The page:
<i>The Highland Dragon's Lady</i>: Exclusive Excerpt The Highland Dragon's Lady: Exclusive Excerpt Isabel Cooper "His lean body snapped to attention and his eyes blazed with silver fire." <i>Rocked by the Billionaire</i>: Exclusive Excerpt Rocked by the Billionaire: Exclusive Excerpt Mandy Baxter "He (looked) so self-possessed, so goddamned gorgeous after so many years..." Now Win <i>This</i>: Kylie Scott’s <i>Lead</i>! Now Win This: Kylie Scott’s Lead! Team H & H Enter for a chance to win a paperback copy of Kylie Scott's Lead! <i>The Duke's Guide to Correct Behavior</i>: Excerpt The Duke's Guide to Correct Behavior: Excerpt Megan Frampton "She was very far from reputable at this moment, she had to admit..."
From The Blog
November 21, 2014
Friday Beefcake: NaNoWriMo Reward
Team H & H
November 21, 2014
Best Reads of November 2014
Team H & H
November 21, 2014
3 Reasons We Already Love Pitch Perfect 2
Jennifer Proffitt
November 20, 2014
Different Types of E-Readers
Lynne Connolly
November 19, 2014
Favorite Christmas Stories
Miranda Neville, Carolyn Jewel, Grace Burrowes and Shana Galen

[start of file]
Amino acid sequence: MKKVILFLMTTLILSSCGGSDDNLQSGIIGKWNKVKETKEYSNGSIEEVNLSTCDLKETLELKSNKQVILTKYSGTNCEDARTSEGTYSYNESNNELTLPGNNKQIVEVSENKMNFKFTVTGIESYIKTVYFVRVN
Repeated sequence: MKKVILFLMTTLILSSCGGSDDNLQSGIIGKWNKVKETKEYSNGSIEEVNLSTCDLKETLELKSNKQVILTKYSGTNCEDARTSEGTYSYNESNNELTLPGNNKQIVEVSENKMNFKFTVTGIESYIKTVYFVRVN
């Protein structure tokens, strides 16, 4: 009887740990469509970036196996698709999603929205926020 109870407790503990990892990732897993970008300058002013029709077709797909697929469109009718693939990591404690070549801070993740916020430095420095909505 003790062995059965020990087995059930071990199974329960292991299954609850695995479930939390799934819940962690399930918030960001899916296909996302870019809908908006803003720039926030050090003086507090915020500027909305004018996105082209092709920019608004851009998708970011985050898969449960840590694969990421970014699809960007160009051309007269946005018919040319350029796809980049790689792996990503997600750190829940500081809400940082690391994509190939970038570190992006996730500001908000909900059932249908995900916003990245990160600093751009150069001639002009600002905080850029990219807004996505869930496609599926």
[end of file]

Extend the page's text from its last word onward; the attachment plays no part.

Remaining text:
Showing posts by: Hope Tarr click to see Hope Tarr's profile
Wed
May 9 2012 10:45am

Author Hope Tarr on Real-life Historical Heroines Who Busted Balls and Broke Outta the Box

Tempting by Hope TarrWho doesn’t love a kick-ass heroine? Today, author Hope Tarr joins us to relate some tales of real-life kick-ass historical heroines, some of whom could have served as models for Hope’s heroines. Hope’s delicious book Tempting is now available at a low price for your e-reader. Thanks for joining us, Hope!

Authors writing historical romance today are frequently called to task for sacrificing historical accuracy to modern sensibilities, authenticity to character-building and plot. There’s even a term for it, coined by Jane Litte of Dear Author: the “mistorical”—shorthand for mistaken historical. Starting in 2011, the popular review site uses “mistorical” as a tag to designate “all manner of historically inauthentic and inaccurate books on the blog—a catchall term that can be used for books of any time period or any type of mistaken, misused, mythologized, missing, or otherwise inaccurately portrayed historicism.”

I like the “mistorical” designation. I like it a lot. It also brings up a question. Are historical romance authors who write strong, dare I say ballsy, heroines fudging facts—and writing mistoricals—in the service of pandering to the popular taste?

[Let’s discuss...]